A new study using gene expression profiling to divide patients from an adjuvant trastuzumab (Herceptin) clinical trial into subgroups based on their response to the drug has shown that adjuvant treatment in addition to chemotherapy might be effective even in HER2-negative patients.
The results, which were published in the Journal of the National Cancer Institute earlier this month, confirm an earlier finding using data from the National Surgical Adjuvant Breast and Bowel Project's B-31 trial, which compared standard chemotherapy with chemotherapy plus trastuzumab in the adjuvant setting.
In an earlier study of B-31 patients, published in the New England Journal of Medicine the NSABP researchers found, surprisingly, that HER2 status itself did not appear to be predictive of trastuzumab benefit in the trial, and that HER2-negative patients also appeared to have responded to the drug.
Among the 1,787 patients with follow-up data, 174 had breast cancers that were found to be central HER2-negative, yet these patients also appeared to benefit from trastuzumab, the group reported.
Soonmyung Paik, the new study's senior author, told PGx Reporter this week that this initial result prompted the team to go back to the samples from the trial to try to develop an alternative genomic predictor of response, and to see more precisely where the HER2-negative subjects fit into the response spectrum.
The resulting genomic classifier divided the trial cohort into low-responding, intermediate-responding, and high-responding subsets and showed clearly that almost all the HER2-negative patients in the trial fit into the intermediate group with only a few in the low-response group.
Current clinical guidelines recommend that only HER2-positive patients be treated with trastuzumab, but Paik said that his team's finding provides support for further testing of trastuzumab in HER2-negative patients, which the NSABP is now doing in another trial called B-47.
"We have already started this trial, B-47, where we are testing the efficacy of Herceptin in 3,700 HER2-negative patients, and we have recruited 2,000 so far," Paik said.
"We haven’t used the test [we developed in this study] as an upfront stratifier, but certainly we will look at it when the trial is over," he added.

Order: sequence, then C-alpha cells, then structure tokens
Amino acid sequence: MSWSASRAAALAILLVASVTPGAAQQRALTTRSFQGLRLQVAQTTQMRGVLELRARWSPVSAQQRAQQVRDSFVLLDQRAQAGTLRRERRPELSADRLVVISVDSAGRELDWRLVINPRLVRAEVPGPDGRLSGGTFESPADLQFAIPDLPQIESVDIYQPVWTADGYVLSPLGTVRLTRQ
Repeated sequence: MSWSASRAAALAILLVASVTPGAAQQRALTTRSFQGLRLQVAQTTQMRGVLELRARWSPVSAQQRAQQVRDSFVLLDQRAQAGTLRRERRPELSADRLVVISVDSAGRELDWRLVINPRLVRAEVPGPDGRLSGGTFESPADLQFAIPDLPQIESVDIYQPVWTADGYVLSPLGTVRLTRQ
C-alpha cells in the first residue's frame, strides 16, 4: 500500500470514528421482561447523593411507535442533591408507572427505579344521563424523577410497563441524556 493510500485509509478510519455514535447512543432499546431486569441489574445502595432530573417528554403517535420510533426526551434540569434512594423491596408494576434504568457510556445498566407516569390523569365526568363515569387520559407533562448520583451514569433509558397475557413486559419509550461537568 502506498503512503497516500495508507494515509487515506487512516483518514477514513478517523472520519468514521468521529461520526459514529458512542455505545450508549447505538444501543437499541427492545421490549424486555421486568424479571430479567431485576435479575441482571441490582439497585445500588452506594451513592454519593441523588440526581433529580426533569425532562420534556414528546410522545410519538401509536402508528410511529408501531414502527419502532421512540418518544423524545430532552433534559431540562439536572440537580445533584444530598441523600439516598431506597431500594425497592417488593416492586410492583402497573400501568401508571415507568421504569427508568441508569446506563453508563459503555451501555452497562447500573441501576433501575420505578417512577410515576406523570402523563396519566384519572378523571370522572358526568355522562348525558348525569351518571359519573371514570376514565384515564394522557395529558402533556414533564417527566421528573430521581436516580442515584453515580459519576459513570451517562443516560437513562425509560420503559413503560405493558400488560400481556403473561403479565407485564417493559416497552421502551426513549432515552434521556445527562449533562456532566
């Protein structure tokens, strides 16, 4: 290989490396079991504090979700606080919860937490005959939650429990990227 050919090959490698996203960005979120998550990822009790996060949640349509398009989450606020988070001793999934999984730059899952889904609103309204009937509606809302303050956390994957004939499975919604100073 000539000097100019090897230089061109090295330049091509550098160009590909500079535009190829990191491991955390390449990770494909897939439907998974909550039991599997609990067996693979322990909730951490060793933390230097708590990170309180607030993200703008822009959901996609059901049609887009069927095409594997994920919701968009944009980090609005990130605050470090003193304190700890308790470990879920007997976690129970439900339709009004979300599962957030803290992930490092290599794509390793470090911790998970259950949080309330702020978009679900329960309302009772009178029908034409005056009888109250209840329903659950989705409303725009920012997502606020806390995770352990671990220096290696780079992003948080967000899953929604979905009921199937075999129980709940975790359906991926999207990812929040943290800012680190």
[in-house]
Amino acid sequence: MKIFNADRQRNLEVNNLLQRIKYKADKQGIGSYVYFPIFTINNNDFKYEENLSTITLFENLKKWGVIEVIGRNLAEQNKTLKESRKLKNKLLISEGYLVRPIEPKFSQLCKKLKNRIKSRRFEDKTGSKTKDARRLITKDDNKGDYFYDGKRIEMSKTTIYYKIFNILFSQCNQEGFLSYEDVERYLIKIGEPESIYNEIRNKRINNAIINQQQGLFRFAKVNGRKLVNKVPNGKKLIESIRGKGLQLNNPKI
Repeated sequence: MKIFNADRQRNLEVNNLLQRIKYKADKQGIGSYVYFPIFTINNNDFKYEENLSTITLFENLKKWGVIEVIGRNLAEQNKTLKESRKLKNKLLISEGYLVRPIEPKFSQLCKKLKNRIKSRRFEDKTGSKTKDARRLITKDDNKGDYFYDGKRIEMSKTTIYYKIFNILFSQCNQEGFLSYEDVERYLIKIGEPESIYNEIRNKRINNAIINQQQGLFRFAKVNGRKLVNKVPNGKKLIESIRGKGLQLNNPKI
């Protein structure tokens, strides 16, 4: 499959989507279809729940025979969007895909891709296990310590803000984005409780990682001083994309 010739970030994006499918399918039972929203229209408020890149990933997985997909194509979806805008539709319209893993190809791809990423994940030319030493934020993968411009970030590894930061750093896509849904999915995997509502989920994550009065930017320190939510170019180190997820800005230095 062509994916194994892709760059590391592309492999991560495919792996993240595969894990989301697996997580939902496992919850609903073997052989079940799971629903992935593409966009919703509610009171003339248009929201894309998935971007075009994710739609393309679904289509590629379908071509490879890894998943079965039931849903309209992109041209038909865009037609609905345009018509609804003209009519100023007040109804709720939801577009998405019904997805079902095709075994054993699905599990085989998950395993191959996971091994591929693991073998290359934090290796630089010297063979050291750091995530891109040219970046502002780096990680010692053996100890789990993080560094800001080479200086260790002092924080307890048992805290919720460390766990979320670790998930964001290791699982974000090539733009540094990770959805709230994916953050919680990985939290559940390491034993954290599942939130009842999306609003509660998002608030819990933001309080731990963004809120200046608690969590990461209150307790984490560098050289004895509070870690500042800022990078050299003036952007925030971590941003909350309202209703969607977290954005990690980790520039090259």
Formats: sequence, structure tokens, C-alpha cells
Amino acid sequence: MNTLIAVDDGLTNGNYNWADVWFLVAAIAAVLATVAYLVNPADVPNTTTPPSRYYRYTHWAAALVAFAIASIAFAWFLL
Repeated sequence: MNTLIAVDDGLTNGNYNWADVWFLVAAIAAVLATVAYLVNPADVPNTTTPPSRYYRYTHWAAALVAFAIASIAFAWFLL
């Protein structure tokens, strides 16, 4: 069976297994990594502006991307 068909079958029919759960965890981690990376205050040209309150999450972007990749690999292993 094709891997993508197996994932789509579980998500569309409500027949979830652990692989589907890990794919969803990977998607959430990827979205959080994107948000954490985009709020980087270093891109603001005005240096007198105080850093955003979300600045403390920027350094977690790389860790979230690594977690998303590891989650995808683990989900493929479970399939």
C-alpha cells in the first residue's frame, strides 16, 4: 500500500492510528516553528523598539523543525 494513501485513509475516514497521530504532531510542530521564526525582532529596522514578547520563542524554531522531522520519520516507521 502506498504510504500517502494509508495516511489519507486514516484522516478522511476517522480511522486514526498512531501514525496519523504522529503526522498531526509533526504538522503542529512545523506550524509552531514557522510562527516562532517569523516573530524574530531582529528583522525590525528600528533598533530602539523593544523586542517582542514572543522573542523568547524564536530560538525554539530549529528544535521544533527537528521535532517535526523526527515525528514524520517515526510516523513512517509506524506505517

In the NSABP team's recent effort to define genomic subsets with differing responses in the B-31 cohort, Paik and his colleagues used NanoString's nCounter platform to narrow a field of 462 candidate genes — including genes from earlier microarray profiling, candidate genes from other studies, and genes in the PAM 50 and Oncotype DX breast cancer assays — down to an eight-gene stratifier using two sets of original trial participants.
"In B-31, about 10 percent of the cases were essentially accidentally enrolled into the trial and were HER2-neg," Paik explained." Surprisingly, they also got the benefit, which means that HER2 is not the best predictor of Herceptin benefit, so we wanted to discover a good predictor."
The group built the model in a 588-patient discovery set made up of 516 HER2-positive and 72 HER2-negative patients, and then tested and confirmed in a separate group of 991 total — 884 HER2-positive and 107 HER2-negative — trial patients.
Applying the eight-gene prediction model in the confirmation cohort, the researchers found that the model "readily identified" three subsets of response, one with no benefit from trastuzumab, one subset with moderate benefit, and one with a large benefit—with hazard ratios of 1.58, 0.60, and 0.28 respectively.
When the group compared their stratification with central HER2 assay results from the trial, they found that the majority of HER2-negative cases were located in the moderate-benefit subgroup, confirming their earlier finding that HER2-negative patients in B-31 were also deriving some benefit.
Overall, a 40 percent reduction in recurrences would be expected from the addition of trastuzumab to adjuvant chemotherapy for patients whose gene-expression results place them in the moderate-response subset, the authors reported.
About 90 percent of HER2-negative patients from the B-31 cohort fell into the moderate group, while approximately 10 percent of HER2-positive patients were stratified into the no-benefit group.
The team also found that the no-benefit group was characterized by some other unexpected molecular alterations. Because trastuzumab targets HER2, this subset would be expected to express the lowest levels of ERBB2. However, Paik said, the no-benefit group actually had intermediate levels of ERBB2 overexpression, and high levels of ESR1 in both the discovery and confirmation cohorts.
These patients might have dominated the no-benefit group because their baseline prognosis with endocrine therapy alone was so great, Paik explained. Having seen a maximum benefit from anti-estrogen therapy, these patients would derive minimal additional benefit from trastuzumab.
Another possibility, according to the study authors, is that these high ESR1-expressing tumors might be biologically resistant to trastuzumab.
According to Paik, the molecular signature his team developed needs to be validated in additional cohorts before it could potentially be used clinically. He said other groups are currently applying the stratifier to other retrospective sample sets, including the international Herceptin Adjuvant (HERA) trial, which compared two years of treatment with trastuzumab with one year of treatment.